round pieces of flatbread with stamped images

A Taste of the Middle East

A Taste of the Middle East

A group of Williams students recently gathered in the First Congregational Church’s kitchen to prepare loaves of bread. They didn’t use mixers or food processors—just their hands, an ancient recipe for holy bread and a set of wooden Greek, Coptic and Syrian bread stamps borrowed from their professor, Febe Armanios.

As they kneaded and stamped and dusted the loaves with flour, concepts from Armanios’ class, Food in the Middle East: A History, began to snap into focus.

“We learned about the meanings and history behind bread stamping and the religious aspect of the eucharist in several different denominations,” says Rachel Morrow ’22, an Arabic studies major. “Especially in a field of study that is so sensory, creating that history in a kitchen allowed a deeper understanding and experience.”

Armanios is spending the year at Williams as the Bennett Boskey Distinguished Visiting Professor of History. She is a professor of history and co-director of the Axinn Center for the Humanities at Middlebury College. Her research focuses on the history of Christian communities in the Middle East, but she also integrates interdisciplinary elements, such as food and media studies.

She first developed the Food in the Middle East course nearly 10 years ago, when she was the only Middle East historian at Middlebury. In the years following 9/11 and the onset of the Iraq War, she says the subject became overwhelming to teach.

“I was constantly teaching things that tied back to important but grave and serious topics,” she says. “I thought students were missing out on the cultural flavor of the Middle East—how people experienced life.”

Last year, a history professor at Williams approached Armanios about the department’s visiting professorship. In adapting the food history course at Williams, she has been able to incorporate books from the library’s Special Collections, such as a history and geography of the spice trade and several modern cookbooks on Middle Eastern and North African cookery.

Teaching the class has also given Armanios the opportunity to connect with one of her own friends and mentors, Darra Goldstein, the Willcox B. and Harriet M. Adsit Professor of Russian, Emerita, at Williams and a leader in culinary history education who has authored several significant cookbooks.

Food studies is often overlooked as a serious area of study, Armanios says, even though it offers a lens through which to study gender, trade, economics, colonialism, food nationalism and more. But she wanted to take those lessons a step further by offering a series of kitchen labs as an experiential component.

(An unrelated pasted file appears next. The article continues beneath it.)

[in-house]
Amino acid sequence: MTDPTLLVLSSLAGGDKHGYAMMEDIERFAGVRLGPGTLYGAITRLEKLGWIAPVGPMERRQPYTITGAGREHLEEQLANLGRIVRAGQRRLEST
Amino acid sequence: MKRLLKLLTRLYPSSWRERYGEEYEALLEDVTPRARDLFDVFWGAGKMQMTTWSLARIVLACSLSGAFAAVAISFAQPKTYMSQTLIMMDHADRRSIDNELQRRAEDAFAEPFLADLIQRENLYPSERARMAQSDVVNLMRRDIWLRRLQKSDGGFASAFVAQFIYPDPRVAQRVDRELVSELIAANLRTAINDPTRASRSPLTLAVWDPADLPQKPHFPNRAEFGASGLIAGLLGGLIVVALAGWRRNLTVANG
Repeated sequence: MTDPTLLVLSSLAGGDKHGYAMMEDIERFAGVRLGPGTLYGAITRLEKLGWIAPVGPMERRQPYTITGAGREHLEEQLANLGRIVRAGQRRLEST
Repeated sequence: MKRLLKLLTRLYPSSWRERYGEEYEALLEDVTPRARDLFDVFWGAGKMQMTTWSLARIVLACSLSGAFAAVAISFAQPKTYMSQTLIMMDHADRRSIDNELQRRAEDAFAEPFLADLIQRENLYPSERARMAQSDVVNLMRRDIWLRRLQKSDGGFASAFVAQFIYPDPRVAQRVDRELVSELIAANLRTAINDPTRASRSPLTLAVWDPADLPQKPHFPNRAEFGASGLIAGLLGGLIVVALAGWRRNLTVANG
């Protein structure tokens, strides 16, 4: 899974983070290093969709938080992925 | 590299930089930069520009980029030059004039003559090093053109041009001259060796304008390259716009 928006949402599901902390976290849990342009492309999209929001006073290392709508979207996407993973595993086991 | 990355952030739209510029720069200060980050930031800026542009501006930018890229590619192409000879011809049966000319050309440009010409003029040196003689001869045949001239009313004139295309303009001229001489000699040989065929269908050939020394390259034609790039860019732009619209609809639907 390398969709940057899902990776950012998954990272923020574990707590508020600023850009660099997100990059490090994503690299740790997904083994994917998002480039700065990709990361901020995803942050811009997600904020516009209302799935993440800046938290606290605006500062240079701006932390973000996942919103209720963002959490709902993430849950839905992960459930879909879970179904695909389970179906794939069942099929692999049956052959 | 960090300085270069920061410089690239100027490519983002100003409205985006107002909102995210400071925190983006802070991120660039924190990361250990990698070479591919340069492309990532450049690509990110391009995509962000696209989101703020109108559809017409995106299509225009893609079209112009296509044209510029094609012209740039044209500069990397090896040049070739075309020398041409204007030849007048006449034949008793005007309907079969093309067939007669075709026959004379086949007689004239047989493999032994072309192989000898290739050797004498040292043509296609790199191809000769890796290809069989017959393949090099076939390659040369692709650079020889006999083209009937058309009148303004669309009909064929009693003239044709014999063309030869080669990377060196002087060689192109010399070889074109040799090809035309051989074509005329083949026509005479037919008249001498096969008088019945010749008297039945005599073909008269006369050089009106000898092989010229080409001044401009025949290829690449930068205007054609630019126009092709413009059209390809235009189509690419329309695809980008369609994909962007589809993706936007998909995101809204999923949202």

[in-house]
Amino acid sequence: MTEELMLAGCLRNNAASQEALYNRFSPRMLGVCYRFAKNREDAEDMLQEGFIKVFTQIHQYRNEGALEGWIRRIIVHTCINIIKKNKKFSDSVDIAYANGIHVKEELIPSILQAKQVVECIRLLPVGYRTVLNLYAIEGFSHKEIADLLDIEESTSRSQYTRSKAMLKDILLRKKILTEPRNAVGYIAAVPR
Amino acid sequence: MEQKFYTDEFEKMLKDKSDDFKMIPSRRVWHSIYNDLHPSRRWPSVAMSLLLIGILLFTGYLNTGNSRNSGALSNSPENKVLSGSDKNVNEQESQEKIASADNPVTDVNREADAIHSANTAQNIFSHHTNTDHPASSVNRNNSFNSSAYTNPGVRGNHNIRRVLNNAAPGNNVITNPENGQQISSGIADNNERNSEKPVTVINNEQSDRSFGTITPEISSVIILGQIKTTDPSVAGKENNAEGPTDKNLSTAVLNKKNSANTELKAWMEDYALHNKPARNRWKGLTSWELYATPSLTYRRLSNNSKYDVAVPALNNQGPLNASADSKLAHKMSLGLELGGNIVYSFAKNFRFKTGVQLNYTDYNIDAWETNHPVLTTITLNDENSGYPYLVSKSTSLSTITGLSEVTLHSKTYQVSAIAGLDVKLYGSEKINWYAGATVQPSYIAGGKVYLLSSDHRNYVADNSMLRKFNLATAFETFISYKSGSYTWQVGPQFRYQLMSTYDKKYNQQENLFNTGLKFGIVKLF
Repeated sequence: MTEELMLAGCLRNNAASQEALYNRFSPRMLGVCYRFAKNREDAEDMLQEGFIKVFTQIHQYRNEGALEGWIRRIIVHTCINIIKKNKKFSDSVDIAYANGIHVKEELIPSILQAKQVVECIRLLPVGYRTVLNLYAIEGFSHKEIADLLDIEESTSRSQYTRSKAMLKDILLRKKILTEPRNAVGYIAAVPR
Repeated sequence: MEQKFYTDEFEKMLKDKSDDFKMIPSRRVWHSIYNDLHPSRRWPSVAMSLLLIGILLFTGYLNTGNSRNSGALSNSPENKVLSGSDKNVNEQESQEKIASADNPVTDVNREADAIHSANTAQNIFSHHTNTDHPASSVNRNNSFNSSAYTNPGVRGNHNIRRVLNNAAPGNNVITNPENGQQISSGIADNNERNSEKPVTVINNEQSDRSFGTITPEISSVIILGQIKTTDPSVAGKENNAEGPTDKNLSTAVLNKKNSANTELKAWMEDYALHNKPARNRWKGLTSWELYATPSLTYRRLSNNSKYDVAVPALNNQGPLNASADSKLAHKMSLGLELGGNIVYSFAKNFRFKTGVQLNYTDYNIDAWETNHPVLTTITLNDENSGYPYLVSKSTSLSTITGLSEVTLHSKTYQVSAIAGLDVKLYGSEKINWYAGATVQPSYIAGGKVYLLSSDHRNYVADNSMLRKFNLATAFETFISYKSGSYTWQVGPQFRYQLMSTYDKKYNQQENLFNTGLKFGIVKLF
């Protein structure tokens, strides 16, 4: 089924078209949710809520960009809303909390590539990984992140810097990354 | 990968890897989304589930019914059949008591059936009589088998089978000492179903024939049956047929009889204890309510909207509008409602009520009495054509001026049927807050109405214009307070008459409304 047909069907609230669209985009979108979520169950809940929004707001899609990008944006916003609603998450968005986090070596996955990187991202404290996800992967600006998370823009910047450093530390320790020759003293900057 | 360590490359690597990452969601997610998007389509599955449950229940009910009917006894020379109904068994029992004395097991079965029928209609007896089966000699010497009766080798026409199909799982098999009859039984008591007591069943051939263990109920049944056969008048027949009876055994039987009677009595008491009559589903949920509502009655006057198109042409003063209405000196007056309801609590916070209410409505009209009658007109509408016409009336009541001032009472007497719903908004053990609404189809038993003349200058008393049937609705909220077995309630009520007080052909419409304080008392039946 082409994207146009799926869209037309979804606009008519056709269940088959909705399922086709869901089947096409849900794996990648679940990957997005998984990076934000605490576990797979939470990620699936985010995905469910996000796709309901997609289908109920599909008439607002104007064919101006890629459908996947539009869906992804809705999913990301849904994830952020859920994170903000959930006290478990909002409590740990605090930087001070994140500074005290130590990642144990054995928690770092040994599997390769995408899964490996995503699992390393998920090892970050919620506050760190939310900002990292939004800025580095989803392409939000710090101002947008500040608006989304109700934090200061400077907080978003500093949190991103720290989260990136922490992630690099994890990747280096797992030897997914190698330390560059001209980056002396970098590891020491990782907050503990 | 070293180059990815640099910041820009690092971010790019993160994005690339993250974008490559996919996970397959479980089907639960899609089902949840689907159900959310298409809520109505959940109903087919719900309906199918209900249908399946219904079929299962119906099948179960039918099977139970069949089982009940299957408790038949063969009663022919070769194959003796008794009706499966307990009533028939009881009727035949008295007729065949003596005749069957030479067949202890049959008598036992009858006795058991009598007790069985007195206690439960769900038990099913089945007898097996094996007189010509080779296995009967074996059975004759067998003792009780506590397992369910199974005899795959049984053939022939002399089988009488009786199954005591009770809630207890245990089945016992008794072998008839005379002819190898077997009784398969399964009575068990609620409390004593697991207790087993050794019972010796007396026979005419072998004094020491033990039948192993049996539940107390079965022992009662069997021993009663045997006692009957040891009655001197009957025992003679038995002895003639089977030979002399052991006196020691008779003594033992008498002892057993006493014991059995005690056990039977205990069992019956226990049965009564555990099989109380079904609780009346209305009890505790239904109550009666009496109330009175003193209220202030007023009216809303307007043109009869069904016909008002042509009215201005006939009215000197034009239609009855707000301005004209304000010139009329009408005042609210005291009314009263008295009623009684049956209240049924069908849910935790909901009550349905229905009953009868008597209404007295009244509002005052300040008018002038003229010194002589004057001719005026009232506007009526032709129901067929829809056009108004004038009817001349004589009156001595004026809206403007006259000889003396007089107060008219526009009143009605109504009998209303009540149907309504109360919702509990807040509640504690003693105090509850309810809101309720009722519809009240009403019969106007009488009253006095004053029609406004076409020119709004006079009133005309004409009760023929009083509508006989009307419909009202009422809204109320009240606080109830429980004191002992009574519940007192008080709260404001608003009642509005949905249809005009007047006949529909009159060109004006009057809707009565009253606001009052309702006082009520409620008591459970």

“You can’t teach food without trying it,” she says. “Food is also an entryway to many of the issues I talk about in my so-called ‘regular’ classes. It allows you to see people in history differently, to imagine their experience as agents, as historical actors, as part of a connected world, as part of empires. It’s different than reading about a sultan who ruled from this period to that period.”

Three students in front of a kitchen counter work with dough and flat circles of bread. One is cutting out the circles from the dough, and two are using wooden stamps to make an impression.
Students use bread stamps in a kitchen lab for the course Food in the Middle East: A History.

In addition to the bread-stamping workshop, Armanios has held kitchen labs on marzipan, coffee, and herbs and spices, and students have tested medieval Islamic recipes.

“What made the kitchen labs so great,” says economics major Omar Ahmad ’23, “is we can take these recipes that are centuries old and put ourselves in the shoes of the cooks to gain a deeper understanding of their tastes and how they may resemble or differ from those tastes that are popular today.”

The kitchen labs have made the class a favorite among her students—at both Williams and Middlebury—whether they’re majoring in Arabic studies or simply love to cook.

Tiffany Chhuor ’22, an economics major who comes from a family of restauranteurs, says she took the class to delve into the academic side of food and was also interested in its medicinal qualities. She discovered links to Chinese medicine in Middle Eastern spices.

Noting the connections between the medicinal properties of food and its movement through the spice trade, Chhuor says: “Our ancestors and those of Middle Eastern descent used food as a way to heal their bodies. I grew up with that, but I didn’t know there was another culture that did the same thing.”

Just as Armanios hoped nearly a decade ago, the students are leaving with not only enhanced cooking prowess but a more expansive understanding of Middle Eastern culture and history.

“It’s important to understand the Middle East not as a monolithic entity,” Ahmad says. “Given how much history has shaped what people have decided to cook and eat, a single dish’s ingredients and cooking techniques can reflect centuries of history, cultures and identities.”

Febe Armanios explains the history of mansaf, a Jordanian dish of rice and lamb, in this article from NorthJersey.

Kim Catley is a freelance writer based in Richmond, Va. Photographs provided by Febe Armanios.